the armed Basque separatist group Eta. Mr Blair arrived in the early evening
and went to talks with Mr Zapatero at a mansion near the residence of King Juan
publicada por el diario THE INDEPENDENT el
miércoles 4 de octubre de 2006. Por su interés informativo reproducimos
íntegramente su contenido.
fomenta las conversaciones de paz en el País Vasco
Tony Blair was expected
last night to back Spain's
talks with the separatist group Eta, bolstering the fledgeling Basque peace
process and aiding the country's leader, Jose Luis Rodriguez Zapatero.
The Spanish Prime
Minister believes that Mr Blair's experience of negotiating a peace deal in Northern Ireland
is of "immense value" as his Government begins talks with Eta,
according to Spanish officials.
Mr Blair's backing will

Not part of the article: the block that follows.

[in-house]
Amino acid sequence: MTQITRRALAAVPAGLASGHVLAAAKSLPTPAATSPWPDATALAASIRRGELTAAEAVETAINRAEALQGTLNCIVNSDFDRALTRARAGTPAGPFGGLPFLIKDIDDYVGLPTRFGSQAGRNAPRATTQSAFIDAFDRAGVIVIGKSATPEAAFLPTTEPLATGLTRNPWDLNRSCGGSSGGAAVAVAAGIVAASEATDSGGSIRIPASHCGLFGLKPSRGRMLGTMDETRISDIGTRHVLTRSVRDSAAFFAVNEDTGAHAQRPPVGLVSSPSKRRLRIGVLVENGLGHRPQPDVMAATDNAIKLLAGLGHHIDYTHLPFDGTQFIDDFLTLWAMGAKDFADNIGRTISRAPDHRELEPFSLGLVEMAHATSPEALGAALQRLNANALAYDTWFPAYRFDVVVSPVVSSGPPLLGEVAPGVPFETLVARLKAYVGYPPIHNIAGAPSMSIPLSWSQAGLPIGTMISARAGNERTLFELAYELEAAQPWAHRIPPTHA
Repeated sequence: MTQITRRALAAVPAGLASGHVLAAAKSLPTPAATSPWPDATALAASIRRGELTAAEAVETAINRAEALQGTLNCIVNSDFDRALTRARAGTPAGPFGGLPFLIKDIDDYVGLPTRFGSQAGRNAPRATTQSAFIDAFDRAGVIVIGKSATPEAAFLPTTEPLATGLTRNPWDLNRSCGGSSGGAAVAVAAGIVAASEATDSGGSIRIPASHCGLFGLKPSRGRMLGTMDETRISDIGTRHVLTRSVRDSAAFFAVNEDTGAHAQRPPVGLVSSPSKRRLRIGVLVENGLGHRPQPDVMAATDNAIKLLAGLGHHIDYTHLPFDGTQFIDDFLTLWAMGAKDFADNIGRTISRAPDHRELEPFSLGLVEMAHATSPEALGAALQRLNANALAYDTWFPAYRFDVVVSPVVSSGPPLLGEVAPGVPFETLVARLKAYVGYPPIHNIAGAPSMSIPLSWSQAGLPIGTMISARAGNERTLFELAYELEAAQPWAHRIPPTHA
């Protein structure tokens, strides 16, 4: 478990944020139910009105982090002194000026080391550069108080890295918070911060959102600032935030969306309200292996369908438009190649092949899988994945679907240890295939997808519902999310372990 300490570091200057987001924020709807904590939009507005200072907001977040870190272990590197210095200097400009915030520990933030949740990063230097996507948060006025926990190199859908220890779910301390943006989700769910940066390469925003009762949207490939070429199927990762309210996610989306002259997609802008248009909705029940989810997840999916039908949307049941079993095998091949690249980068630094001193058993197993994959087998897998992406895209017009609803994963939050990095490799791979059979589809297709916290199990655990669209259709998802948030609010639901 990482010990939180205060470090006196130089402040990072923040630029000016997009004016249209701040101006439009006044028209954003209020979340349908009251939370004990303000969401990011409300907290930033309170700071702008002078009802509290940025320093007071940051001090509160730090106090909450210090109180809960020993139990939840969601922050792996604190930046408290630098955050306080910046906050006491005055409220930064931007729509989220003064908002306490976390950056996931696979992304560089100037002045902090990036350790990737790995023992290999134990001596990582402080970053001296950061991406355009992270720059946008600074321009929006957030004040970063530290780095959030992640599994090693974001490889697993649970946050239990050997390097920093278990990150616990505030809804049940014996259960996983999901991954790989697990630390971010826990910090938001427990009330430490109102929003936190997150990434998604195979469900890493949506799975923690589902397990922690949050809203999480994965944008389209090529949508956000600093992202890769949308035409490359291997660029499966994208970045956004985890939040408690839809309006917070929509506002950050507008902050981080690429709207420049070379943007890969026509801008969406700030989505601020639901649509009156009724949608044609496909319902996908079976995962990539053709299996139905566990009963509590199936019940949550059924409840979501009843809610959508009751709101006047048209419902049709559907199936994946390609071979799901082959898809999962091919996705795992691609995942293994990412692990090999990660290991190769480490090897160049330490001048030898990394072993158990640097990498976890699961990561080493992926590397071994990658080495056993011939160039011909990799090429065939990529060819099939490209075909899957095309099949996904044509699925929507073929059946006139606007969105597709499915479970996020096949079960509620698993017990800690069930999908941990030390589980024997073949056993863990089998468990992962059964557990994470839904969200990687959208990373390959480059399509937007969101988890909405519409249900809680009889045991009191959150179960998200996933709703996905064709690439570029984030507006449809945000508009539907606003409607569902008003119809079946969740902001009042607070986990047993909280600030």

also help Senor Zapatero to deflect attacks by Spain's right-wing Opposition,
which said that the talks amounted to surrender. The two leaders were due to
discuss other topics, including the Middle East and Afghanistan.
But it was Mr Blair's
role in the Basque peace process that was generating the most interest in Spain
Six months after Eta
declared a "permanent ceasefire" in its 38- year violent campaign for
Basque independence, the peace process has stalled. Some fear that the group
could return to violence.
Hooded gunmen appeared
recently at a separatist rally. Others have set alight buses and cash machines
in the Basque country.
Eta has killed more
than 800 people over four decades in its violent campaign for a Basque homeland
straddling the border between Spain
In recent years,
however, it has been greatly weakened by arrests in both countries, and has not
killed anyone in more than three years.
Public revulsion at the
March 2004 Madrid